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Financing Long Term Care

By: Garry Crystal - Updated: 13 Oct 2012 | comments*Discuss
Financing Long Term Care Retirement

Financing long term care has caused many people problems in the past and many elderly people have had to resort to selling or releasing equity from their home in order to pay for long term care. Although selling your home is an option, you may find that there is little or no money left for children or dependants after the sale. Careful consideration of options is needed when faced with the need for any type of long term care financing.

Long Term Care Funding

Many people are unaware that means testing is used when making a decision on long term care. Basically this comes down to one major financial consideration; if you can afford long term care you will probably have to pay for it. The rules regarding long term care funding are complicated and need to be scrutinised carefully, if you make a mistake early on it could be a costly one.

Plan Well Ahead

Although it is something that most people do not wish to think about, planning ahead and talking through your options is advisable. Issues such as power of attorney should be addressed and a family member should be appointed to legally take control should an elderly member of the family be incapable of making their own decisions. When the decision is made that long term care is definitely needed then you should decide on your funding options.

State Funding Criteria

There are some rules and regulations where the state must pay for all long term care financing. If the person for which long term care is required has sufficiently complicated medical needs or is deemed unstable then full funding may be granted. Mental health conditions can also be taken into consideration, and sectioning of an elderly person will also mean that funding is met by the state.

Means Tested Funding

Means testing is a way of assessing whether you have enough money to pay for your own care and the authority in question will scrutinise all assets carefully. If you own your own home then this will be seen as a major asset but there are a few exemptions where the home should not be considered. These will include:

  • If a family member over the age of 60 still lives in the property
  • If a disabled family member lives in the property
  • If the spouse of the person who requires care still lives there
  • If the property is owned as tenants in common and your husband or wife has since died
There is also the 12 week property rule where property is excluded for the first 12 weeks that you are in care. If your other assets are under the means test limit you should not have to pay for your care for those 12 weeks. If the property is also empty for those 12 weeks you may be exempt from council tax payments until you can sell your house.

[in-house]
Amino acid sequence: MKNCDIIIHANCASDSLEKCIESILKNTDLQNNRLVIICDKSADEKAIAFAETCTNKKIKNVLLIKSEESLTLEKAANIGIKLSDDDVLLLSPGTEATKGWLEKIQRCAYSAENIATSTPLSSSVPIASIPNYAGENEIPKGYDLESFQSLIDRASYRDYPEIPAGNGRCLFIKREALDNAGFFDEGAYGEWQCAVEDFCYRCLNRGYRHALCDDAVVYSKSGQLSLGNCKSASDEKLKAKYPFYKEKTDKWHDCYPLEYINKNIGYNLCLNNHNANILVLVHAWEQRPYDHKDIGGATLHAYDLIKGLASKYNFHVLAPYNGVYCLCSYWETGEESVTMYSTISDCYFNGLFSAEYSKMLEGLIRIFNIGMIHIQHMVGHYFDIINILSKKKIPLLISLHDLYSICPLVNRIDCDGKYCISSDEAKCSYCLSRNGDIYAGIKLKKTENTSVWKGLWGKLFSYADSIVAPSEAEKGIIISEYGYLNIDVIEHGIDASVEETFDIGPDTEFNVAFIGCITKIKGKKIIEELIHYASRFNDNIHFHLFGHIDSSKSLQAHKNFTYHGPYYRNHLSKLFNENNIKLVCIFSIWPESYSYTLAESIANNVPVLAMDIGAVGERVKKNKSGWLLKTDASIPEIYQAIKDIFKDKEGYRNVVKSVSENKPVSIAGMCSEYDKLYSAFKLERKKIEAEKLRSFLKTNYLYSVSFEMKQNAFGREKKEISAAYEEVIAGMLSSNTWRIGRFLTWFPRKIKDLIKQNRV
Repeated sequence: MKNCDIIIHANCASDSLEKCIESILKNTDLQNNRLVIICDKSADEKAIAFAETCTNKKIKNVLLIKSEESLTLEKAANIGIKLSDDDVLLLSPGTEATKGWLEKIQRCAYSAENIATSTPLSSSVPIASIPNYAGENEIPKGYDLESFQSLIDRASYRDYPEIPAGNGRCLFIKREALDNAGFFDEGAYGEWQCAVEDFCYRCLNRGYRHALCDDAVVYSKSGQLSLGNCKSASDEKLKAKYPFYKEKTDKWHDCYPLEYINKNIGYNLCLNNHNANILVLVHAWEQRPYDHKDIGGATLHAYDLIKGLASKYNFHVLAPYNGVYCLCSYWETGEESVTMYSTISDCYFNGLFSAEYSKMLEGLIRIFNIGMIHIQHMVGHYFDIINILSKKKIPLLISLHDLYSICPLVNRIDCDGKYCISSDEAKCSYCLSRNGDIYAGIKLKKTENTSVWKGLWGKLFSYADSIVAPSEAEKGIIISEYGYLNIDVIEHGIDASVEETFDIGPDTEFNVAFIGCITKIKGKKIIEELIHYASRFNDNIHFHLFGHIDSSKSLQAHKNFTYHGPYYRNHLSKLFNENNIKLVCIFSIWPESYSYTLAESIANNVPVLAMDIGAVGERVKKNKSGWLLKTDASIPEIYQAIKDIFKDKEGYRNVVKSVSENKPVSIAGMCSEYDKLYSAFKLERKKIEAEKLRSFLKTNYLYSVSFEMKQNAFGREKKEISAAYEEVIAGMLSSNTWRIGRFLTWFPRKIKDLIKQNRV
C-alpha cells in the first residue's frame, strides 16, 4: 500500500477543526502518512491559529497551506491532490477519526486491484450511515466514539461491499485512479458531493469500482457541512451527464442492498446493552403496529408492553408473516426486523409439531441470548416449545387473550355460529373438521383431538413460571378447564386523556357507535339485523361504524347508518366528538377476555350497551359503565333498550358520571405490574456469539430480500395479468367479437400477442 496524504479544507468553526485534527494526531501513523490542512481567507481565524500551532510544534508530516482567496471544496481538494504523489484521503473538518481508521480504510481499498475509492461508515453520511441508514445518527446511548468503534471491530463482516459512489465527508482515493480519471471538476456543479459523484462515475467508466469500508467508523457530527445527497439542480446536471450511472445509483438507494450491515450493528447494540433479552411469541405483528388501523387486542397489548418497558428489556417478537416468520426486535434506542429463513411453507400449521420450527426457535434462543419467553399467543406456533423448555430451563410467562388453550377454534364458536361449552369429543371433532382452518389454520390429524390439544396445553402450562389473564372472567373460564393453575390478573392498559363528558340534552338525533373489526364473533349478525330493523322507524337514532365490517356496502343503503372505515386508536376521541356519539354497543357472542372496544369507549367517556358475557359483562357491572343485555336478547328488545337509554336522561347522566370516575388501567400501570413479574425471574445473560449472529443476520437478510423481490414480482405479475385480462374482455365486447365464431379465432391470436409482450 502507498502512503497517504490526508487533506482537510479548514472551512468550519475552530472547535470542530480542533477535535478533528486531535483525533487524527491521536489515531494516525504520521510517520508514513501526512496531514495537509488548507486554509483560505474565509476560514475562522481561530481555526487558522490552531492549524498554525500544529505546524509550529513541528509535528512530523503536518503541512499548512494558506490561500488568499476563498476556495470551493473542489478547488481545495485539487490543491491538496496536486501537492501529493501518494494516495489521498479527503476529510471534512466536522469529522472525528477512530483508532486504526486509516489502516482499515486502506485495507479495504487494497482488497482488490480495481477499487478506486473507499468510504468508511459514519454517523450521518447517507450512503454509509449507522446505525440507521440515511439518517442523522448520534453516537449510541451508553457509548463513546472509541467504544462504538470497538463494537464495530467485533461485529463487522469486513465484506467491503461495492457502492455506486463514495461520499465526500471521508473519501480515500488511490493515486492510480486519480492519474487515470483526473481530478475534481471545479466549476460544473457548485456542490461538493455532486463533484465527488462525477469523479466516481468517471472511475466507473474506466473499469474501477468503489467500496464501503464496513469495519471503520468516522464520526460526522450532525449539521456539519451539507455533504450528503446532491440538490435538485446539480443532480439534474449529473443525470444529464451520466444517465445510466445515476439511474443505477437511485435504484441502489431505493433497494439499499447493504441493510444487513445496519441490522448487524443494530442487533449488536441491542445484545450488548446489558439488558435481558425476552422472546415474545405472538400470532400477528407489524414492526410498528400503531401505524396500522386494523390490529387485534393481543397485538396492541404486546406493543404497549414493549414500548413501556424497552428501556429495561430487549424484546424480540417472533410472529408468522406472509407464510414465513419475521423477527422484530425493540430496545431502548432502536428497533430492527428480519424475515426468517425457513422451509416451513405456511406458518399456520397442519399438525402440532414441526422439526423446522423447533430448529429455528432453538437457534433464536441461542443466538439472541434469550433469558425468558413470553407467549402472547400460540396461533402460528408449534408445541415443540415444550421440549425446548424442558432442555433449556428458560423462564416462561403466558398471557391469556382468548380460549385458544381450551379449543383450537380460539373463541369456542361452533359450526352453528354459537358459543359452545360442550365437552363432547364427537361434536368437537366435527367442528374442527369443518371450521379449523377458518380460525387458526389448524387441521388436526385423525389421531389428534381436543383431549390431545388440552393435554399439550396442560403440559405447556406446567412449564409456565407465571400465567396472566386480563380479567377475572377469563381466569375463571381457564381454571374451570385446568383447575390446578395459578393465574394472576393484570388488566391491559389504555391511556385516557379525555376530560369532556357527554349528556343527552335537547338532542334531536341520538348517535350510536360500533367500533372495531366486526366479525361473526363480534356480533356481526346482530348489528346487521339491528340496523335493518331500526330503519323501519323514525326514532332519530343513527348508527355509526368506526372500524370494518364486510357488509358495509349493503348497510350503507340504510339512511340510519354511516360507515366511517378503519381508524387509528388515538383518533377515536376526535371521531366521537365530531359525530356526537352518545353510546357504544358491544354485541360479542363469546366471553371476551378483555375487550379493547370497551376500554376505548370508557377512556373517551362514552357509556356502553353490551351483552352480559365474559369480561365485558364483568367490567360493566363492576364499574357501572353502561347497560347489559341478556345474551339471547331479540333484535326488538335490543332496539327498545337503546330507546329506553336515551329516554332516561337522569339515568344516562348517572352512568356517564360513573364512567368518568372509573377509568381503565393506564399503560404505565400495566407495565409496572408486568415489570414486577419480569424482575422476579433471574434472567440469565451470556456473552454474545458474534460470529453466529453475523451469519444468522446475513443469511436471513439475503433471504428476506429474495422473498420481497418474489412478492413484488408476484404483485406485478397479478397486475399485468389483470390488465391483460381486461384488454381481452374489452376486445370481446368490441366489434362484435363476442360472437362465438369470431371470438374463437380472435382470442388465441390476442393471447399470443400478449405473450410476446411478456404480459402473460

Other Financing Options

If you do find yourself financing long term care for either yourself or a member of your family then there are other options that can be used.


If you have savings or any other capital, you could place it into investment policies and use the income to finance long term care. You can use your savings and the sale of your property to do this but you should take sound financial advice. You will not be in a position to make any risky investment given that a reliable source of income will be needed. If you already have investment bonds then these will usually not be included in any means testing by the state.

Care Fee or Immediate Care Annuities

You will need to pay a lump sump to an insurance company who will then meet set payments for the rest of the policy owner’s life. This type of annuity can cost up to four times the annual amount actually needed. Although it may provide some peace of mind the policy will usually stop with the policy holder’s death, so you may not get nearly the same amount back as you put in.

Apply for your Benefits

If you are over 65 and able to prove that you need at home care by day, or by day and night, you should receive benefits. This is non means tested and non taxable and you should be able to receive weekly benefits of around £43 to £64. If you need care in a nursing home then you should be able to apply for a benefit of around £100 per week paid directly to the residential home.

If you find yourself in the position of financing long term care then your best option is to make your capital work for you. If you can, you should protect the principal value of all of your assets while making them work towards the long term care financing.

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